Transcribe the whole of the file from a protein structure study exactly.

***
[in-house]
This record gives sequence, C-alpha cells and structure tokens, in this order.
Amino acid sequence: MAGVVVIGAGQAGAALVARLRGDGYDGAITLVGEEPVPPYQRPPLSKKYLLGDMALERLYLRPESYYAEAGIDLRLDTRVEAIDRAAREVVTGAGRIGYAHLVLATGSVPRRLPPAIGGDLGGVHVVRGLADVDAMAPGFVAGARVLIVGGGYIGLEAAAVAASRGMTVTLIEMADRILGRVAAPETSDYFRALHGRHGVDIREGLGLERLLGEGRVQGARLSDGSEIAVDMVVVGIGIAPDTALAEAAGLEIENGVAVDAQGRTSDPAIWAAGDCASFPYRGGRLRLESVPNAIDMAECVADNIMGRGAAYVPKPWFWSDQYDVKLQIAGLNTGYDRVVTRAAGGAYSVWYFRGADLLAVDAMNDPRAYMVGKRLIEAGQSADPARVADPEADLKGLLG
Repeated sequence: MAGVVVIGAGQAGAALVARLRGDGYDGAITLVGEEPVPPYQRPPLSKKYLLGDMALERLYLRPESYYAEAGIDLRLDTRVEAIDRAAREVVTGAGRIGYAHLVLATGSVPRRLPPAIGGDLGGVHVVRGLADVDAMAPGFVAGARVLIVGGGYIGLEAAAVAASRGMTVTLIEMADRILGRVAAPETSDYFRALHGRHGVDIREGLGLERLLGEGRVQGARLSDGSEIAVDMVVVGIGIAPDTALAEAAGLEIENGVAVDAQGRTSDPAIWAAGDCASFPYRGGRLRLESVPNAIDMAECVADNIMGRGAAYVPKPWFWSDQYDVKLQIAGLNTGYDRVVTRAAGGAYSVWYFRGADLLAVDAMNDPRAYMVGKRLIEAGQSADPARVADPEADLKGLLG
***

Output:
[in-house]
This record gives sequence, C-alpha cells and structure tokens, in this order.
Amino acid sequence: MAGVVVIGAGQAGAALVARLRGDGYDGAITLVGEEPVPPYQRPPLSKKYLLGDMALERLYLRPESYYAEAGIDLRLDTRVEAIDRAAREVVTGAGRIGYAHLVLATGSVPRRLPPAIGGDLGGVHVVRGLADVDAMAPGFVAGARVLIVGGGYIGLEAAAVAASRGMTVTLIEMADRILGRVAAPETSDYFRALHGRHGVDIREGLGLERLLGEGRVQGARLSDGSEIAVDMVVVGIGIAPDTALAEAAGLEIENGVAVDAQGRTSDPAIWAAGDCASFPYRGGRLRLESVPNAIDMAECVADNIMGRGAAYVPKPWFWSDQYDVKLQIAGLNTGYDRVVTRAAGGAYSVWYFRGADLLAVDAMNDPRAYMVGKRLIEAGQSADPARVADPEADLKGLLG
Repeated sequence: MAGVVVIGAGQAGAALVARLRGDGYDGAITLVGEEPVPPYQRPPLSKKYLLGDMALERLYLRPESYYAEAGIDLRLDTRVEAIDRAAREVVTGAGRIGYAHLVLATGSVPRRLPPAIGGDLGGVHVVRGLADVDAMAPGFVAGARVLIVGGGYIGLEAAAVAASRGMTVTLIEMADRILGRVAAPETSDYFRALHGRHGVDIREGLGLERLLGEGRVQGARLSDGSEIAVDMVVVGIGIAPDTALAEAAGLEIENGVAVDAQGRTSDPAIWAAGDCASFPYRGGRLRLESVPNAIDMAECVADNIMGRGAAYVPKPWFWSDQYDVKLQIAGLNTGYDRVVTRAAGGAYSVWYFRGADLLAVDAMNDPRAYMVGKRLIEAGQSADPARVADPEADLKGLLG